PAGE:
Table 3. Disease occurrence and recommended treatment

DiseaseTypeCausesymptomsPrevention and treatment
Trichomoniasis
Thrush
Tapeworms
Perosis
Erysipelas
Chiggers, red bugs
Air Sac Disease
Ascarids (Large Intestinal Roundworms)
Avian PoxFowl pox can come in two forms, wet or dry.
dry form,
• unfeathered areas have wart-like lesions that heal in about two weeks.
wet form
• lesions around the mouth
• discharge from your eyes.
Fowl PoxskinFowlpox can come in two forms, wet or dry.
dry form,
• unfeathered areas have wart-like lesions that heal in about two weeks.
wet form
• lesions around the mouth
• discharge from your eyes.
Provide footbath with disinfectantLimit visitors to the unit
Workers should move from young to old flock in the units.
Clean and disinfect the house and equipment at the end of each crop and rest it for
1 to 2 weeks
There is no treatment for fowl pox, but it will typically go away after a few weeks on its own. We suggest giving any sick chickens a little extra care to make sure they’re as comfortable as possible
Bowlegs in Chicken
Cecal Worms
Crazy chick• chicks unable to walk in a straight line.
• chick may suddenly shake, topple and fall on their sides
• putting their heads between their legs.
• chicks alert. appetite not affected.
read more
Fowl CholeraBlood streampasteurella avicida• Dejection.
• Ruffled feathers.
• Loss of appetite.
• Diarrhoea.
• Coughing.
• Nasal, ocular and oral discharge.
• Swollen and cyanotic wattles and face.
• Sudden death.
• Swollen joints.
• Lameness.
Read more
Birds with acute type should be destroyed and burned. House should be thoroughly cleaned and disinfected. Treatment with recommended sulphur drugs is effective. Ensuring there is no wet litter is important, which provides ideal conditions for coccidian.
Fowl TyphoidBloodsalomonella gallinarum or shigella gallinarum• ruffled feathers
• pale head
• drooping comb
• inappetence
• orange coloured diarrhoea
Fowl Tick (Blue Bug)
Vaccinate the birds at 7 weeks of age. Destroy all dead birds by burning.Do not allow visitors to enter into the poultry unit without being disinfected
gape worms• open-mouth breathing
• grunting sound
• difficulty breathing
GapesThese are roundworms, tapeworms, gapeworms, etc.• open-mouth breathing
• grunting sound
• difficulty breathing
Clean environmentDeworming
Infectious BronchitisRespiratory• Reduced egg production
• inappetence
• discharge from • the bird's eyes and nostrils
• laboured breathing.
more on infectious brochitis
• How to Prevent: Like fowl pox, there are a few types of preventative vaccinations against infectious bronchitis, but it’s not a guarantee. Having a good biosecurity method in place, as well as adequate rodent control should help keep the disease to a minimum.How to Treat: Unfortunately, there’s not much that can be done for bronchitis. You can give your birds antibiotics for a few days to make sure no other infections happen while they’re sick, but otherwise you just have to wait it out.
• How to Prevent: Like fowl pox, there are a few types of preventative vaccinations against infectious bronchitis, but it’s not a guarantee. Having a good biosecurity method in place, as well as adequate rodent control should help keep the disease to a minimum.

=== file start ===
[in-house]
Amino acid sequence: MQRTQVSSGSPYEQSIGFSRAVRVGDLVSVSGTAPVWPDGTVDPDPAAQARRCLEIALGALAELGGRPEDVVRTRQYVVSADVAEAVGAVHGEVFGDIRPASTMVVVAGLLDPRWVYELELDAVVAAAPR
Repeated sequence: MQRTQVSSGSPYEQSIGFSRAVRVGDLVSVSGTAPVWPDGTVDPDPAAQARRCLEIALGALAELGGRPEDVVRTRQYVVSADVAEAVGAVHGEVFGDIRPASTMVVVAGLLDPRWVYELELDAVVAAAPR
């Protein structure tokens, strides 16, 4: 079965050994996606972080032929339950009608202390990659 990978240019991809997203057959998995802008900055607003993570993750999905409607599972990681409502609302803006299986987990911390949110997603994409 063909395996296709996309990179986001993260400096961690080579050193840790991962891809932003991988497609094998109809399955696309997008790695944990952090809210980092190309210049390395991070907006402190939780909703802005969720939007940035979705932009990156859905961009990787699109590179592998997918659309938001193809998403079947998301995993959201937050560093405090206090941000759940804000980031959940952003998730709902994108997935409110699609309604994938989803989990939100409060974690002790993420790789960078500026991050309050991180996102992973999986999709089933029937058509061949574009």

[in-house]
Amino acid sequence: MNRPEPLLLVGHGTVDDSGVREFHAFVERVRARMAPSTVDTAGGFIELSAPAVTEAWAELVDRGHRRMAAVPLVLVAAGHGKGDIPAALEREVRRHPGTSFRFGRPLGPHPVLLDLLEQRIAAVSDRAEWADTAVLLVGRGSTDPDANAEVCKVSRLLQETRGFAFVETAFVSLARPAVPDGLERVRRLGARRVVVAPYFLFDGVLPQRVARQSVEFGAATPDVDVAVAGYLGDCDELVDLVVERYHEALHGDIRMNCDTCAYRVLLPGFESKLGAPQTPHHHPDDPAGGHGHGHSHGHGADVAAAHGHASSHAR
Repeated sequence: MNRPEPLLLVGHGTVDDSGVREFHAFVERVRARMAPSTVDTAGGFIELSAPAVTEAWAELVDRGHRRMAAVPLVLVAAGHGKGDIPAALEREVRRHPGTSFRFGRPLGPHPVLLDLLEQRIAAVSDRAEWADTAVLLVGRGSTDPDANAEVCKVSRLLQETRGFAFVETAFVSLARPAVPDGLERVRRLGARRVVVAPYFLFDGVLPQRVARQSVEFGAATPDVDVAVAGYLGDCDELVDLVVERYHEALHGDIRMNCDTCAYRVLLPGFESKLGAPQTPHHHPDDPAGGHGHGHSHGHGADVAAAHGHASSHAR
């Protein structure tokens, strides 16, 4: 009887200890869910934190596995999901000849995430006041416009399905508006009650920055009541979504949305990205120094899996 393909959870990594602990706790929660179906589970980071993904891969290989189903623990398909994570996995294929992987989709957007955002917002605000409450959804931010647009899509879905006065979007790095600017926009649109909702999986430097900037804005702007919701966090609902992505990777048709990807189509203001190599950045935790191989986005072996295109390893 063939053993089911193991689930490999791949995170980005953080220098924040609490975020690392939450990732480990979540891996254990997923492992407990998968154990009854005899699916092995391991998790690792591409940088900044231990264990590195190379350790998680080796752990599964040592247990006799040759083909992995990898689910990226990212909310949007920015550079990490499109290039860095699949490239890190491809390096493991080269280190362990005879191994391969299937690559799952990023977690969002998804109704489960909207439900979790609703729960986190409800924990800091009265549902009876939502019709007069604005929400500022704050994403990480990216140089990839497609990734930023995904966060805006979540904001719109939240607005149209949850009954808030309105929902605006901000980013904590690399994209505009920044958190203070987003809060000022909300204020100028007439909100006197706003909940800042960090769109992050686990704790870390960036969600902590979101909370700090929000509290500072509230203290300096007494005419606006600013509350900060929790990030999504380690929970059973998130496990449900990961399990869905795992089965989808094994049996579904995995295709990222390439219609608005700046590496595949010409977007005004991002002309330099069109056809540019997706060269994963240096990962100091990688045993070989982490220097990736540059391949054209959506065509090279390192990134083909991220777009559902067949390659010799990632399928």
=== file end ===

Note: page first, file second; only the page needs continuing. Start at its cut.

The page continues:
Infectious Coryza• swelling of the face around the eyes and wattles
• nasal discharge
• swollen sinuses
• Watery discharge from the eyes
Lymphoid LeukosisChickens with lymphoid leukosis have few typical clinical signs. These may include:
• inappetence
• weakness
• diarrhea
• dehydration
• emaciation
• depressed before death
On postmotem
• enlarged bursa and liver
• tumors,
read more
New Castle DiseaseRespiratory and nervous systemvirus• Egg laying stops.
• misshapen eggs are produced with rough shells and sometimes bleached shells.
• In chicks, gasping coughing and sneezing
• Birds may be seen sitting on their back hock joints
• walking backwards or in circles
• putting the head between their legs
• inappetence
• droopy.
• breathing difficulties, nasal discharge, murky eyes
• paralysis in their legs and wings.Newcastle Disease
Vaccinate chicks at 3 to 4 weeks of age. Repeat at 16 weeks of age and at the 24th week. Thereafter vaccinate when there is an outbreak in the area.Since the disease is carried by wild birds, keeping your flock vaccinated is very important. It’s also recommended to practice good sanitation since a person can infect other birds via clothing or shoes.Birds will typically recover from ND and not be carriers, but if your chicks develop the disease, they will likely not survive. As with other diseases, you can give your birds antibiotics for a few days to avoid any other bacterial infections.
Omphalitis
navel illness, mushy chick disease
• drowsy and droopy
• Down(feathers) “puffed up”
• stand near the heat source
• indifferent to feed or water.
• Diarrhoea sometimes occurs.
• poorly healed navels
• bluish colour of the abdominal muscles
Pullorum DiseaseIntestine/OvarySalomonella Pullorum• Chicks utter squeaky chirps
• appear drowsy
• ruffled feathers.
• Vent smeared with faecal discharges.
• no external symptoms are seen in adult birds.
Destroy all confirmed carriers of the disease.Clean and disinfect all the premises and incubatorsGet chicks from hatcheries with good disease control programme.
CoccidiosisStomachcoccidian• Droopy wings
• inactive
• ruffled feathers
• pale beaks and shanks
• bloody diarrhoea
• weight loss.
Sulphur drugs, coccidiostat in feedSince there are six species of Eimeria (the coccidiosis parasite), your bird may become immune to one kind, but contract another. You can treat this with antibiotics or other specific types of medication that will get rid of the parasite.- Vaccination
- add coccidiostat in feed
- dry litter
- hygiene
Salmoneliosis
Twisted legsPerosis diseaseswollen, twisted, broken, or bowed legs, or loss of color in feathers, the comb, or the roof of the mouth.
Twisting Neck
• bird has difficulty balancing while standing because the neck twists,
• bird tries to balance by permanently looking upwards.
Ulcerative Enteritis (Quail disease)
Avian Influenza